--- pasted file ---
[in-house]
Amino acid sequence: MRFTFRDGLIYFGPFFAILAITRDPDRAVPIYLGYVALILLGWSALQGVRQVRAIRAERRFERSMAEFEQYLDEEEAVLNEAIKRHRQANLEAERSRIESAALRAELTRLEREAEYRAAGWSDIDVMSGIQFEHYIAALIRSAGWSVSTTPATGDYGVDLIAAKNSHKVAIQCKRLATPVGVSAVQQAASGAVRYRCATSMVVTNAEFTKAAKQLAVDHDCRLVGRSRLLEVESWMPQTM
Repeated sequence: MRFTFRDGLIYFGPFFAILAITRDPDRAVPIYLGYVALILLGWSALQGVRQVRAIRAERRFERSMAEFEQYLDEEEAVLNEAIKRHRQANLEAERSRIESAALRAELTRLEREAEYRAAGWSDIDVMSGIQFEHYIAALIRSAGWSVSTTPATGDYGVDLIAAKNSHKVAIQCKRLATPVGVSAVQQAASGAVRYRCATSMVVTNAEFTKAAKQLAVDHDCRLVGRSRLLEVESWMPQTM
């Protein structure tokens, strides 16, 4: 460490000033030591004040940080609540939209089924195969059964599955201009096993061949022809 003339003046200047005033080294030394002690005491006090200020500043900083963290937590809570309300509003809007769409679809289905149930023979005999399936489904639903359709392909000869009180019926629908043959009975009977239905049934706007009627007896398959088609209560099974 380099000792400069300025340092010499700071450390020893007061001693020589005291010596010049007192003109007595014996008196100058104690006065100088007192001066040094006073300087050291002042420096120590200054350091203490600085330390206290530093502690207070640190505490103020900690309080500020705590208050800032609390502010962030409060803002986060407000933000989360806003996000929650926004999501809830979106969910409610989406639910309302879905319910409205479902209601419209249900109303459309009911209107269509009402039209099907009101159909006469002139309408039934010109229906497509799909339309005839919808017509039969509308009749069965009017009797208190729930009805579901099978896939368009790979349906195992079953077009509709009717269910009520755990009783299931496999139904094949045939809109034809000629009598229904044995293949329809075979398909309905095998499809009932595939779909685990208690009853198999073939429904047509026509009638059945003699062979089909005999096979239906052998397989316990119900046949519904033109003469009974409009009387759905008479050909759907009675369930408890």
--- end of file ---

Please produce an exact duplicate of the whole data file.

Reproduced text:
[in-house]
Amino acid sequence: MRFTFRDGLIYFGPFFAILAITRDPDRAVPIYLGYVALILLGWSALQGVRQVRAIRAERRFERSMAEFEQYLDEEEAVLNEAIKRHRQANLEAERSRIESAALRAELTRLEREAEYRAAGWSDIDVMSGIQFEHYIAALIRSAGWSVSTTPATGDYGVDLIAAKNSHKVAIQCKRLATPVGVSAVQQAASGAVRYRCATSMVVTNAEFTKAAKQLAVDHDCRLVGRSRLLEVESWMPQTM
Repeated sequence: MRFTFRDGLIYFGPFFAILAITRDPDRAVPIYLGYVALILLGWSALQGVRQVRAIRAERRFERSMAEFEQYLDEEEAVLNEAIKRHRQANLEAERSRIESAALRAELTRLEREAEYRAAGWSDIDVMSGIQFEHYIAALIRSAGWSVSTTPATGDYGVDLIAAKNSHKVAIQCKRLATPVGVSAVQQAASGAVRYRCATSMVVTNAEFTKAAKQLAVDHDCRLVGRSRLLEVESWMPQTM
């Protein structure tokens, strides 16, 4: 460490000033030591004040940080609540939209089924195969059964599955201009096993061949022809 003339003046200047005033080294030394002690005491006090200020500043900083963290937590809570309300509003809007769409679809289905149930023979005999399936489904639903359709392909000869009180019926629908043959009975009977239905049934706007009627007896398959088609209560099974 380099000792400069300025340092010499700071450390020893007061001693020589005291010596010049007192003109007595014996008196100058104690006065100088007192001066040094006073300087050291002042420096120590200054350091203490600085330390206290530093502690207070640190505490103020900690309080500020705590208050800032609390502010962030409060803002986060407000933000989360806003996000929650926004999501809830979106969910409610989406639910309302879905319910409205479902209601419209249900109303459309009911209107269509009402039209099907009101159909006469002139309408039934010109229906497509799909339309005839919808017509039969509308009749069965009017009797208190729930009805579901099978896939368009790979349906195992079953077009509709009717269910009520755990009783299931496999139904094949045939809109034809000629009598229904044995293949329809075979398909309905095998499809009932595939779909685990208690009853198999073939429904047509026509009638059945003699062979089909005999096979239906052998397989316990119900046949519904033109003469009974409009009387759905008479050909759907009675369930408890």